Laying on my back, a floppy hat over my face to block some of the light, I wonder how in the world I’ll be able to fall asleep. Clusters of people between us and the street laugh and bellow. It’s a party we’re probably crashing. One group putters with a banged up moped, trying to get it started. A noxious odor finds its way to me: spilled gasoline? The engine starts with a roar and after a long 30 seconds the moped leaves, stuttering. Meanwhile another group is doing and dealing drugs. One of the individuals enters our space and speaks to Joshin: “Is this some kind of social experiment?” He’s satisfied with Joshin’s answer for a bit, then returns for more. I witness this through grommet holes in my hat.
I close my eyes and consider the strong possibility that sleep will not come easily tonight.
At one point the tenor of the party shifts. Voices sound tense, angry. I pull off my hat and see four men intertwined, pushing and shoving, coming perilously close to our lineup of bodies prone on the sidewalk. A drug deal gone bad. Joshin motions to get up. I nudge the other Wendy who is laying beside me, tell her we have to go. NOW. Each of us quickly gathers our belongings as the men continue to yell and shove. “Leave the cardboard!” Joshin says. Then only Peter is left in the space, slowly gathering up his belongings, and Joshin urges him to hurry. One of the angry men walks up to Peter and gets in his face. Another man interferes, for some reason protecting Peter, a gentle neurologist nearing retirement.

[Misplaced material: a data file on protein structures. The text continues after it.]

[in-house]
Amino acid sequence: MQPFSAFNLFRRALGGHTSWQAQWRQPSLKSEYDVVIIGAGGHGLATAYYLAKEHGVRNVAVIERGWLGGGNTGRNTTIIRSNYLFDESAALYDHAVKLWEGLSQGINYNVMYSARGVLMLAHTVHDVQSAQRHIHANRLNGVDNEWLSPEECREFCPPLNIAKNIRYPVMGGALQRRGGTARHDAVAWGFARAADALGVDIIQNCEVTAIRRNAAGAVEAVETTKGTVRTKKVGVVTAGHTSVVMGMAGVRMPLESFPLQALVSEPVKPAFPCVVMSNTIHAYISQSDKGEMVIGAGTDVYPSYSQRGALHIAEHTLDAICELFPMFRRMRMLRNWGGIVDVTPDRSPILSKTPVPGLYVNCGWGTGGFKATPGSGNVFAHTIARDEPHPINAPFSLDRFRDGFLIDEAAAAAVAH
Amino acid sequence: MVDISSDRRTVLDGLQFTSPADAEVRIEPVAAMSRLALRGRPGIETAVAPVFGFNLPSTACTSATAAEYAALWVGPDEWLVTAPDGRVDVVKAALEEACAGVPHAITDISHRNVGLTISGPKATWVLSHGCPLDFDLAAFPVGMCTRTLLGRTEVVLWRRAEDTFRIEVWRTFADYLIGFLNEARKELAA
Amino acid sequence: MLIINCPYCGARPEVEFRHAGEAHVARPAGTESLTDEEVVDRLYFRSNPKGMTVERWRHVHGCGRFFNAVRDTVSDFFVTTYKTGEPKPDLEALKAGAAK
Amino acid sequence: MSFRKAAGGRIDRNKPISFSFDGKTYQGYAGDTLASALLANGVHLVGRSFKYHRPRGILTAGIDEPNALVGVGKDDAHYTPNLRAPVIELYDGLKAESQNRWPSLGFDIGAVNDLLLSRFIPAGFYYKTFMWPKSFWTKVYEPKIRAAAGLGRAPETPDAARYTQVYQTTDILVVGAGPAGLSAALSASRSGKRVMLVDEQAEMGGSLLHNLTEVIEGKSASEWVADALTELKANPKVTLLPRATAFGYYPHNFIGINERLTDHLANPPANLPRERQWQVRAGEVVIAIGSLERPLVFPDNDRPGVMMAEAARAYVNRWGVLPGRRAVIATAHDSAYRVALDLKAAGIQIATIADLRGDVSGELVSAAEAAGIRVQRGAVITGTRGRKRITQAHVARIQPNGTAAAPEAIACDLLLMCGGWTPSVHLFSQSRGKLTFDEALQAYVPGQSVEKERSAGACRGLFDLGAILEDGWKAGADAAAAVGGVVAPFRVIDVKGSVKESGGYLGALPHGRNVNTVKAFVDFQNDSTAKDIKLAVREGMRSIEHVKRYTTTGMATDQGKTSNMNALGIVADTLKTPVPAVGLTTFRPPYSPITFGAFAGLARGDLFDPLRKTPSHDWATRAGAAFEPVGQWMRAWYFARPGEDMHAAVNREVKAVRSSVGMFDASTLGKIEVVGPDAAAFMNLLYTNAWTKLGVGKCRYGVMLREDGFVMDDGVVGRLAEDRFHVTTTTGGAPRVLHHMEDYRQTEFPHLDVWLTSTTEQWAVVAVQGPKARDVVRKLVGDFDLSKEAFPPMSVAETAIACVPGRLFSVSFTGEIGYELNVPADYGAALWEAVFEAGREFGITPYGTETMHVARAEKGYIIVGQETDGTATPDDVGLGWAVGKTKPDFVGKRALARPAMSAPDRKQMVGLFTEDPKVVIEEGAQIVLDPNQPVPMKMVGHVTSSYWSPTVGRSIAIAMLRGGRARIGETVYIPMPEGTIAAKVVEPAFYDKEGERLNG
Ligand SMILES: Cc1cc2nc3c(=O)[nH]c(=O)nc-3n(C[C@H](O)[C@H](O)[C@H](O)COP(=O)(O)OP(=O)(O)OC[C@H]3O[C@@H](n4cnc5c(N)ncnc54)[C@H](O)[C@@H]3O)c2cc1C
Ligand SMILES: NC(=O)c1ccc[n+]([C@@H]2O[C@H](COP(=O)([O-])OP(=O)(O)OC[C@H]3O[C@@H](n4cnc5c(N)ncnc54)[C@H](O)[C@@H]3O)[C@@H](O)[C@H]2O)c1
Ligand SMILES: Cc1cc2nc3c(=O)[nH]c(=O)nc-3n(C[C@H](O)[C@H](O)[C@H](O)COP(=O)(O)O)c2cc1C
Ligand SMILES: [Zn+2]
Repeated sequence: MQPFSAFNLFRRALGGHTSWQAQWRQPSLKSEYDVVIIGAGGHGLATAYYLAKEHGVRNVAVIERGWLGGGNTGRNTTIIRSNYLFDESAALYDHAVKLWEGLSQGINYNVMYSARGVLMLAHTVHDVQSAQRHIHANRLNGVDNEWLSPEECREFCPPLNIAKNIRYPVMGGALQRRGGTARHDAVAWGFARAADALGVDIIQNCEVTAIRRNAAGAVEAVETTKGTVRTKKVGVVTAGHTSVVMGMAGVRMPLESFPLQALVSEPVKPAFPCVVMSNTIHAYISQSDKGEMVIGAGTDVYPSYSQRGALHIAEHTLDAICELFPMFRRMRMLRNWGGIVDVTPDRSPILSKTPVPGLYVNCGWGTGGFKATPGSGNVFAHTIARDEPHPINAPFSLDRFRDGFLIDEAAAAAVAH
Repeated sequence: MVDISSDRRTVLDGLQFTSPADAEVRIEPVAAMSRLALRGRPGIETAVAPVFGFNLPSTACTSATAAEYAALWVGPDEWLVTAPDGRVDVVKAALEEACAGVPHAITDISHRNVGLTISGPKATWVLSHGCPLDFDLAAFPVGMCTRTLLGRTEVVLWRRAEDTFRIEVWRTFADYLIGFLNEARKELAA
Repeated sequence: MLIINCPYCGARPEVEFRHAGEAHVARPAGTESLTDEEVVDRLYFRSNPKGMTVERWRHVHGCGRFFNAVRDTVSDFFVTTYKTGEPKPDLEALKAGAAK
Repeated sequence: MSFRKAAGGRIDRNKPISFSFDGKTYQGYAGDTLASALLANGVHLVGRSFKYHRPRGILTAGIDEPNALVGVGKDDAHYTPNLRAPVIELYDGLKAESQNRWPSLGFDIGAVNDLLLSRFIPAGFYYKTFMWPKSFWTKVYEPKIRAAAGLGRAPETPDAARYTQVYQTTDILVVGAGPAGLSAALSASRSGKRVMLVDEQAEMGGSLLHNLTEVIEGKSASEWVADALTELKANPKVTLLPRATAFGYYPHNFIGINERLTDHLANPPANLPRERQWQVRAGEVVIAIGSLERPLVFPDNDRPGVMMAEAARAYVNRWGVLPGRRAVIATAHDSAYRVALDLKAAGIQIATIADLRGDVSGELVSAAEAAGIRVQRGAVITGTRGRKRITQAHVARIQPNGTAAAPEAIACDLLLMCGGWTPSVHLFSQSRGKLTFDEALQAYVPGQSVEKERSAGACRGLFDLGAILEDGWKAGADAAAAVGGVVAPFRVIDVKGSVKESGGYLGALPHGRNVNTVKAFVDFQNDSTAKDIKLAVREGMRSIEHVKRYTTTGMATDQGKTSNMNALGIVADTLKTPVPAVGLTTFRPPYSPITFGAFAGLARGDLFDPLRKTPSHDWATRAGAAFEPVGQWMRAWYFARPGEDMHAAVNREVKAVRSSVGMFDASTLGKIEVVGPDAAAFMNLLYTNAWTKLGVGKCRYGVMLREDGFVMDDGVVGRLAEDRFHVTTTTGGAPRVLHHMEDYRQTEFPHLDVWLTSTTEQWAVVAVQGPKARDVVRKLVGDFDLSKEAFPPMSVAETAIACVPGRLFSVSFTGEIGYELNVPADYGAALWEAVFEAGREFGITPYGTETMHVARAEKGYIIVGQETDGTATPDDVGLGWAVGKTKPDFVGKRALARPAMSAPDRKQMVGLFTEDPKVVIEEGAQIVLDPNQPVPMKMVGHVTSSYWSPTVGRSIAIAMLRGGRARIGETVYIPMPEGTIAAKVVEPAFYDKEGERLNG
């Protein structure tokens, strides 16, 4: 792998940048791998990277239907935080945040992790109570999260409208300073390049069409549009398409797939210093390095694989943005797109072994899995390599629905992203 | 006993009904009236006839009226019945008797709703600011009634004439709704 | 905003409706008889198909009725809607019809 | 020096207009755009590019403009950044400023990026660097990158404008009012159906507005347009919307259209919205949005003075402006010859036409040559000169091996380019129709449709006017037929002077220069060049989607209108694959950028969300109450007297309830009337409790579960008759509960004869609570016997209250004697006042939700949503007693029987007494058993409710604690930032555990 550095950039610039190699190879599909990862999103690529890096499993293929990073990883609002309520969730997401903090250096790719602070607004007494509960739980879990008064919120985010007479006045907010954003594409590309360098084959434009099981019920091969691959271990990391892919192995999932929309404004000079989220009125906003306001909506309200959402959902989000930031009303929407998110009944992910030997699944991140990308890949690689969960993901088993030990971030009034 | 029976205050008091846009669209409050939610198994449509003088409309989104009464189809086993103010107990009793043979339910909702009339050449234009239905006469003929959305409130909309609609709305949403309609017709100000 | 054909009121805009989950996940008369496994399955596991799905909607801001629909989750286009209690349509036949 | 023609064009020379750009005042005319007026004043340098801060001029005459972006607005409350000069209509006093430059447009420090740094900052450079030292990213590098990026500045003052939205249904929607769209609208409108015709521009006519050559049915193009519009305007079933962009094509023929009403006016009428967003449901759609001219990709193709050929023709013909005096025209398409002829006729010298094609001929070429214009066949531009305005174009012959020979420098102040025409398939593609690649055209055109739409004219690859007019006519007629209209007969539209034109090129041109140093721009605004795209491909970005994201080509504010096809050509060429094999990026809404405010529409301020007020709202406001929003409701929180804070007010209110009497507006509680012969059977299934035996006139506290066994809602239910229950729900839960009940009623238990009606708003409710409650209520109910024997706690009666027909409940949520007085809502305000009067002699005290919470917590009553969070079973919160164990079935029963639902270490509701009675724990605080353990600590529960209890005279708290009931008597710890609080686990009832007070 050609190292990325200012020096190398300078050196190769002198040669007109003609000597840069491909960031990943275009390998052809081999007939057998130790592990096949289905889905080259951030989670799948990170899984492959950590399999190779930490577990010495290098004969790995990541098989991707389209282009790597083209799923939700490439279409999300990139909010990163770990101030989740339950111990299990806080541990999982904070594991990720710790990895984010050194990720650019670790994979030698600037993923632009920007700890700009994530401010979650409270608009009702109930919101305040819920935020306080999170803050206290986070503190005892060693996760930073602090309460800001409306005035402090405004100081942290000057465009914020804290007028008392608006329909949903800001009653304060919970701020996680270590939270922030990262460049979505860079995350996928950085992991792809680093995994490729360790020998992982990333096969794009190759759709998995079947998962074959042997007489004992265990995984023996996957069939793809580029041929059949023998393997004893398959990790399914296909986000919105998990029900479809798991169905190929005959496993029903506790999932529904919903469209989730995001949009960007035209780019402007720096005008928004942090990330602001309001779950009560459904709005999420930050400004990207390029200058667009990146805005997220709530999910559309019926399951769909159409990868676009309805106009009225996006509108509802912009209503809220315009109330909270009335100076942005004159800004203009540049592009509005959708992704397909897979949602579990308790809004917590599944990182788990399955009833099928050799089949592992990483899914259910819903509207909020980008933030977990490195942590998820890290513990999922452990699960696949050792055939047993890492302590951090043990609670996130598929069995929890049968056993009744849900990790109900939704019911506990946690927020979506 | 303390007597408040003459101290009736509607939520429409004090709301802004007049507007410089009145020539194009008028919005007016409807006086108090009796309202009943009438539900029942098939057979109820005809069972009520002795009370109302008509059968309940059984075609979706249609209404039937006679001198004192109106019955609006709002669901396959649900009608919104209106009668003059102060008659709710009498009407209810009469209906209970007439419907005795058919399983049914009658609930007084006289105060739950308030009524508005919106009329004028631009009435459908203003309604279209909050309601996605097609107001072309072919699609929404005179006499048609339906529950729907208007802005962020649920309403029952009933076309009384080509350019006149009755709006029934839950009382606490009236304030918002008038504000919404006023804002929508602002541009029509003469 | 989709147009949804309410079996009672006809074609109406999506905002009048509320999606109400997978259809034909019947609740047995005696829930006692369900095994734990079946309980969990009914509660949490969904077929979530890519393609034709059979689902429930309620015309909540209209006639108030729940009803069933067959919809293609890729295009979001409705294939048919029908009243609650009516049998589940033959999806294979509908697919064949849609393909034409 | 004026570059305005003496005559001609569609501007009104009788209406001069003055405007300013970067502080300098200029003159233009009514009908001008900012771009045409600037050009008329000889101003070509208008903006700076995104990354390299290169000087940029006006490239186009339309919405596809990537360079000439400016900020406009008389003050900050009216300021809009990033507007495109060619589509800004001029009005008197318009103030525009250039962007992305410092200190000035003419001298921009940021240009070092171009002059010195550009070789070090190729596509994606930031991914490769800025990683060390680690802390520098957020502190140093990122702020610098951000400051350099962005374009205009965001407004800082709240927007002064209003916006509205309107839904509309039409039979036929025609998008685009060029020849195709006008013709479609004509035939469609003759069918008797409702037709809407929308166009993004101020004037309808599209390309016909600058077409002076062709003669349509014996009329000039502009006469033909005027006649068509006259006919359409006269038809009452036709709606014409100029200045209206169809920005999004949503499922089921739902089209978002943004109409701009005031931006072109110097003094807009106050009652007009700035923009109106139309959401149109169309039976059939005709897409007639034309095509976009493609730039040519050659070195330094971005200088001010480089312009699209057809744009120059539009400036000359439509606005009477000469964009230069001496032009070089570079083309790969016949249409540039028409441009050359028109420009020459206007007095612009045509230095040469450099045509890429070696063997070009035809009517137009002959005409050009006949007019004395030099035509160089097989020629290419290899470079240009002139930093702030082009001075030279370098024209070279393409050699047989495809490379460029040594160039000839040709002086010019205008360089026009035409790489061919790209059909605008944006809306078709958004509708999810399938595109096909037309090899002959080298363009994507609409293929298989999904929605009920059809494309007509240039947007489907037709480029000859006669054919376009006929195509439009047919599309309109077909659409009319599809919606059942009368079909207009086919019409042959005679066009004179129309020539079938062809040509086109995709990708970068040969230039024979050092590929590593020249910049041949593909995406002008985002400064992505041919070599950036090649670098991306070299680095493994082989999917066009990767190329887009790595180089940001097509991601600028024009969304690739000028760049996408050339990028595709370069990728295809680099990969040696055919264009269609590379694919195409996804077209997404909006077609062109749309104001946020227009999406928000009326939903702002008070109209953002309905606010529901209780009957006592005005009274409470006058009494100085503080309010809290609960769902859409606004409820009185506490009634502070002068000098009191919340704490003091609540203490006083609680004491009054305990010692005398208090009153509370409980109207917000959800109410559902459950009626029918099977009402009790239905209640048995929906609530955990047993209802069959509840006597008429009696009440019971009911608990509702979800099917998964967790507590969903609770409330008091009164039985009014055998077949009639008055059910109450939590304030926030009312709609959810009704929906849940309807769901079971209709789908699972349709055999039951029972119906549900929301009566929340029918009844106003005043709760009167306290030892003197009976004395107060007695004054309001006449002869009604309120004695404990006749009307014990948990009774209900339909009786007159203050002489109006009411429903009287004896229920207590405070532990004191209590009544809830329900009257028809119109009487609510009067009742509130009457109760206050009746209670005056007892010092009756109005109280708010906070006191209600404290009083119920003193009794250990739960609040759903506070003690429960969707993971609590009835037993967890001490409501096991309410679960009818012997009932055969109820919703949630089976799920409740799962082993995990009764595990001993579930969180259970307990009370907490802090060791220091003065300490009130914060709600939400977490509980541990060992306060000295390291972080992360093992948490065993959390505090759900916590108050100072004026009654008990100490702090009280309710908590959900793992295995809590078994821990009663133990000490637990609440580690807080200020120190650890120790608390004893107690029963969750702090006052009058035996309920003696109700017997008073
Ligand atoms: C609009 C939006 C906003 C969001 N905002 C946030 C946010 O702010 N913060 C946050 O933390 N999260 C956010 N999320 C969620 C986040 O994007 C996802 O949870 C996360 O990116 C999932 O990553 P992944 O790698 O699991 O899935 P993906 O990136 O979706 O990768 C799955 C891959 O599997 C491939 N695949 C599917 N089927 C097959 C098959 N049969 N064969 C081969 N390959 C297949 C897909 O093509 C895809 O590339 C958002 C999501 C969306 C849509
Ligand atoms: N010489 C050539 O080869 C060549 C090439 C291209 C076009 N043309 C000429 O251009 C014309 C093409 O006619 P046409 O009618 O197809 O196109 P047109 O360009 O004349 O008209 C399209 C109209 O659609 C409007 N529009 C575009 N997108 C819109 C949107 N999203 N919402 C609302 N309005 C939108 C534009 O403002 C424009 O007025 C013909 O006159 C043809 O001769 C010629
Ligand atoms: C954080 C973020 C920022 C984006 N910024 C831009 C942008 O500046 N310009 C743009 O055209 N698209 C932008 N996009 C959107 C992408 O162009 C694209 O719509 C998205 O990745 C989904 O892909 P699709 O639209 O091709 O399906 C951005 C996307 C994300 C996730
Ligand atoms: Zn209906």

With no time to stuff our blankets and belongings into bags or backpacks, we gather them loosely in our arms and walk across the street and down the block to an area that’s quieter, more residential. A small plaza in front of a yoga studio looks inviting. John, a muscular Canadian and veteran of Street Retreats, and the other Wendy and I scout the alley for cardboard. It’s easy to find in the city. Sometimes there are stacks of flattened boxes placed in the alley, presumably for the recycler. When we return with our found padding, the group organically positions cardboard and bedding in an L shape along a brick wall and the storefront. Then we settle in, hoping for sleep.